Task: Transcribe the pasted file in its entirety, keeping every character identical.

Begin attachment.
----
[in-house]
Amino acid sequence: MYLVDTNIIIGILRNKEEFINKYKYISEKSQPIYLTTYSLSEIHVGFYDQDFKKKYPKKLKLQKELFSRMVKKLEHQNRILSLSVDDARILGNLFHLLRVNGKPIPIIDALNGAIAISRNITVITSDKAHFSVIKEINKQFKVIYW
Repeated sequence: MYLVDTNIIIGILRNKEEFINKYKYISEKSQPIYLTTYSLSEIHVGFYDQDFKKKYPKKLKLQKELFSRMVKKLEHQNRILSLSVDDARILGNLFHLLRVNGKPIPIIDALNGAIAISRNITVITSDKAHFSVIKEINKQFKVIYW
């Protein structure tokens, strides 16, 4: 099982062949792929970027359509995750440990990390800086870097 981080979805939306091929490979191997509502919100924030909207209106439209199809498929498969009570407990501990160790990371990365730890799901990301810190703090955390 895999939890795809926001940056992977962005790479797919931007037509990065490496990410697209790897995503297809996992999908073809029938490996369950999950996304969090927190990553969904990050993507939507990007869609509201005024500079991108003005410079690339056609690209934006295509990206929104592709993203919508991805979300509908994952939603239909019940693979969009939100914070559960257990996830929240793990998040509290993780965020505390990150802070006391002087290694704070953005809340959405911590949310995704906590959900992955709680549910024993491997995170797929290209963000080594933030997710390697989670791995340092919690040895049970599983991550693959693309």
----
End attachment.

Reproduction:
[in-house]
Amino acid sequence: MYLVDTNIIIGILRNKEEFINKYKYISEKSQPIYLTTYSLSEIHVGFYDQDFKKKYPKKLKLQKELFSRMVKKLEHQNRILSLSVDDARILGNLFHLLRVNGKPIPIIDALNGAIAISRNITVITSDKAHFSVIKEINKQFKVIYW
Repeated sequence: MYLVDTNIIIGILRNKEEFINKYKYISEKSQPIYLTTYSLSEIHVGFYDQDFKKKYPKKLKLQKELFSRMVKKLEHQNRILSLSVDDARILGNLFHLLRVNGKPIPIIDALNGAIAISRNITVITSDKAHFSVIKEINKQFKVIYW
């Protein structure tokens, strides 16, 4: 099982062949792929970027359509995750440990990390800086870097 981080979805939306091929490979191997509502919100924030909207209106439209199809498929498969009570407990501990160790990371990365730890799901990301810190703090955390 895999939890795809926001940056992977962005790479797919931007037509990065490496990410697209790897995503297809996992999908073809029938490996369950999950996304969090927190990553969904990050993507939507990007869609509201005024500079991108003005410079690339056609690209934006295509990206929104592709993203919508991805979300509908994952939603239909019940693979969009939100914070559960257990996830929240793990998040509290993780965020505390990150802070006391002087290694704070953005809340959405911590949310995704906590959900992955709680549910024993491997995170797929290209963000080594933030997710390697989670791995340092919690040895049970599983991550693959693309």